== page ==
I was finally at the writers’ conference I had anticipated all year. The first day was full of networking (which I hate) and learning (which I love). It was a long day, and coming on the heels of my trip to Ireland, I was tired. I was relaxing in my hotel room, sipping my nightly glass of wine and chewing Skittles, when the lights flickered and went out.
What’s going on? I thought. It had been incredibly hot that day – over a hundred degrees, with a high chance of thunderstorms. My first thought was a lightning strike, but then I realized it wasn’t storming. Next, the ER doctor in me thought, I wonder if a car accident hit a local transformer – I hope everyone is ok. Finally, the worrier in me thought, Oh no, what if its terrorists, or the end of the world?
I sat on the plump, comfortable hotel bed in pitch darkness, trying to decide what to do and how upset I should be. I didn’t hear any sirens or screams to suggest something serious. The bed was cozy and the wine was the perfect temperature. I could still feel the Skittles in their open bag on the bedside table. The power is probably going to come back on any second, I thought, After a few minutes it was still dark, and I knew I needed to investigate. After all, if it was the end of the world, shouldn’t I call my daughters? Continue reading →
It was one of those unusual days in the ER when nothing was going on. No car accidents, no sick kids, no broken bones – and the nurses left the department in a rare opportunity to relax at the cafeteria for lunch. Alone in the department I strolled around looking through the windows to the sunny summer day outside. As I watched, the glass ambulance doors opened and a man wandered through. He had a distinctive swaggering walk and blond hair that was long enough to fall in soft curls, but I couldn’t see his face behind the bloody towel he clutched
over it. Continue reading →
It was one of those negative days where everything was annoying. The birds were loud and woke me up early. The coffee didn’t brew on time and tasted stale when it finally did. The exercise class was harder than usual and I barely kept up. The toilet upstairs hadn’t stopped running after the last flush and used up all the water in the well. The cat and dog had gotten into a fight and as a result the cat got sick in the bathtub. Worst of all, Neil wasn’t there to listen to me complain. Continue reading →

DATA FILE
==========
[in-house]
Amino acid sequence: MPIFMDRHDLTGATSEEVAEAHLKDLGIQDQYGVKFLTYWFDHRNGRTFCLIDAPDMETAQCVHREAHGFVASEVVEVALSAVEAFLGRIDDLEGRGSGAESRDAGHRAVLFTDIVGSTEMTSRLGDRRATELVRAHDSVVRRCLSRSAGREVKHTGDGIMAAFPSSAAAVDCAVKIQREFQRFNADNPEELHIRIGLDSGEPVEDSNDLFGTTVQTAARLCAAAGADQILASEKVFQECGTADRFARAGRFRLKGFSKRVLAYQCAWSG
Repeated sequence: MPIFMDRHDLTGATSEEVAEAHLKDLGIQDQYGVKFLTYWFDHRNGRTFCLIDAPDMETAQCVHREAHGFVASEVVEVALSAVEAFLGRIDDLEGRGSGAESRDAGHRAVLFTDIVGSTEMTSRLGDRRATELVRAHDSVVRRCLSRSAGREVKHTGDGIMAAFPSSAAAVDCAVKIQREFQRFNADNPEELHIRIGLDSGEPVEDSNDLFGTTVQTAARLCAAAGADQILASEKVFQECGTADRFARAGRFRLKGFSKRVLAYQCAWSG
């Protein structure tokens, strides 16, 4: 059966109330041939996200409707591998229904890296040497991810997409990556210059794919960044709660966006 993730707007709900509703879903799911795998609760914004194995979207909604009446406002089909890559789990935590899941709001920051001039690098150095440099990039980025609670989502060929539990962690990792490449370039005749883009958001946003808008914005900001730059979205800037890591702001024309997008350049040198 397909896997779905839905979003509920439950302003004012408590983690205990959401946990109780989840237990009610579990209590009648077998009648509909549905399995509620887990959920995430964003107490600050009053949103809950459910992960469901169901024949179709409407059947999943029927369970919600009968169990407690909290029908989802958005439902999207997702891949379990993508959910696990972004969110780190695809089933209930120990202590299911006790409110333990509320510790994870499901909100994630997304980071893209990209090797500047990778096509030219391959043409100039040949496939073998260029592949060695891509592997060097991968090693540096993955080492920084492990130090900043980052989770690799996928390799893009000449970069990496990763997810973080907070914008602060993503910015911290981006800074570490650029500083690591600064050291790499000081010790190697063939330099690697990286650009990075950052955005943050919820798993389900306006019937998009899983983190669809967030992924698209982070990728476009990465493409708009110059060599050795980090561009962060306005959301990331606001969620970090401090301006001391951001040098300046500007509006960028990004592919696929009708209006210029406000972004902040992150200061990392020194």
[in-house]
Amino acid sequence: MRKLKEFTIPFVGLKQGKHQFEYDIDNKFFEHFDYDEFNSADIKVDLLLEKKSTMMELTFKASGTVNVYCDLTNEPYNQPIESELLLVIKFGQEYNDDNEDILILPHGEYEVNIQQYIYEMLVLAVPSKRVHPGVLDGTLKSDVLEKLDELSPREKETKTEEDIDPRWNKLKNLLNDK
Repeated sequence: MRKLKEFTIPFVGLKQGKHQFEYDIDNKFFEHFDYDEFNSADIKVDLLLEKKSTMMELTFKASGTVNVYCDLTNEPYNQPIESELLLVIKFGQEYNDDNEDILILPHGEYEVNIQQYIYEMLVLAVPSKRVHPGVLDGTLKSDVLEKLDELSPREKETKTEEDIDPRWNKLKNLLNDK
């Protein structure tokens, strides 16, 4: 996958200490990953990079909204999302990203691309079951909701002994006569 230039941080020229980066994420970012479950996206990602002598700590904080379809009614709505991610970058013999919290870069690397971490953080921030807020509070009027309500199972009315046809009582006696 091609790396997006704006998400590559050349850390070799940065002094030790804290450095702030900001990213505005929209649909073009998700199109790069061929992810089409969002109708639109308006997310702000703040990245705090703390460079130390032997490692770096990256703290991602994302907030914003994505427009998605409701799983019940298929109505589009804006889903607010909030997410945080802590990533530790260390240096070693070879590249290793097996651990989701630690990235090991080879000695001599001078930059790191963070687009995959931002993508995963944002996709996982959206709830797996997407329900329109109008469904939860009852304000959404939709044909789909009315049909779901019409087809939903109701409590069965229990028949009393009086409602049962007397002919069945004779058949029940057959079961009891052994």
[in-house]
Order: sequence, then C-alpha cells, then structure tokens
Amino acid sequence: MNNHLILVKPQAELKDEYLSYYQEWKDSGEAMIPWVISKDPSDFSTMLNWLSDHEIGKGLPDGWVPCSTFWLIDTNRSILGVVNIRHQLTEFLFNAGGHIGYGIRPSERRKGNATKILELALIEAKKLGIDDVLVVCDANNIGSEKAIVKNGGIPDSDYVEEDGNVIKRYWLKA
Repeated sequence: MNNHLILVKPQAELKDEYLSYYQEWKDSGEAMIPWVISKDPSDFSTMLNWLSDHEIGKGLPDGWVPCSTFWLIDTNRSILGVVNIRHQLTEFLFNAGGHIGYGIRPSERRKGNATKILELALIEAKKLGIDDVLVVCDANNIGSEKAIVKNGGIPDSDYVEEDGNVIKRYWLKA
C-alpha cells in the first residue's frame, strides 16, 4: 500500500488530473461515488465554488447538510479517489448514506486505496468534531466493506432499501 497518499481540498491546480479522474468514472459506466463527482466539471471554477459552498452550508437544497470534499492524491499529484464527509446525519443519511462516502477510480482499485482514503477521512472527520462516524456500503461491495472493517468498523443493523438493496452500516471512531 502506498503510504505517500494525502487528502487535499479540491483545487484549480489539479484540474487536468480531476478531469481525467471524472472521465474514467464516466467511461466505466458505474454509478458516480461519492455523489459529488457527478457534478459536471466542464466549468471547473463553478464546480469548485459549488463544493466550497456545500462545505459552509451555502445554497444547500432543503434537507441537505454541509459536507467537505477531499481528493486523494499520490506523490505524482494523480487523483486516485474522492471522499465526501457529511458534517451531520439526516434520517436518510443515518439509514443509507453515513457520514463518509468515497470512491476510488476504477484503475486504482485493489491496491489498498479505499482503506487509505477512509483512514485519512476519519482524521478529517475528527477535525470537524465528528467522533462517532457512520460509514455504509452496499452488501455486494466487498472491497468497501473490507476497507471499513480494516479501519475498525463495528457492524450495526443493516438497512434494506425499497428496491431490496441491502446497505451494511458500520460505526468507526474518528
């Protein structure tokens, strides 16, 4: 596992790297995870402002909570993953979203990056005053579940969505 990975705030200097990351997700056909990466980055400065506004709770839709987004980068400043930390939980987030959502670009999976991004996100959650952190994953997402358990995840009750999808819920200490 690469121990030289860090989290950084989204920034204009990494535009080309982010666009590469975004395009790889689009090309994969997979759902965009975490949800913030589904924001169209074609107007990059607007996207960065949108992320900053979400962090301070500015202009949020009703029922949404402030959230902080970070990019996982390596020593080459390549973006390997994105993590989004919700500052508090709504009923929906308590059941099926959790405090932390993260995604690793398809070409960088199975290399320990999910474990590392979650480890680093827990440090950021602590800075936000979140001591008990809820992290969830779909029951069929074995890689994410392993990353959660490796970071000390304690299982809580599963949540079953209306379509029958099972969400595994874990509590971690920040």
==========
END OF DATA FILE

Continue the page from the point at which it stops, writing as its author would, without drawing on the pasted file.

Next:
After several weeks of enjoyable but hectic travel, I looked forward to a relaxing weekend at home. There was nothing I absolutely had to do except go to church. Oh, and maybe get some groceries, since the cupboards contained only some nuts and a few boxes of Fiber One. Come to think of it, I hadn’t done any laundry in a while either…
Before long, the blank page of my weekend was completely covered by my to-do list. Then a friend called and we talked about going to the movies. I was torn. I wanted to see her but I really needed to clean those toilets. Another friend texted to remind me about the exercise class I promised to attend. Sure, exercise was important, but my kitchen was messy enough I feared cockroaches might move in. And the litter box – don’t even think about skipping that! – I reprimanded myself. Continue reading →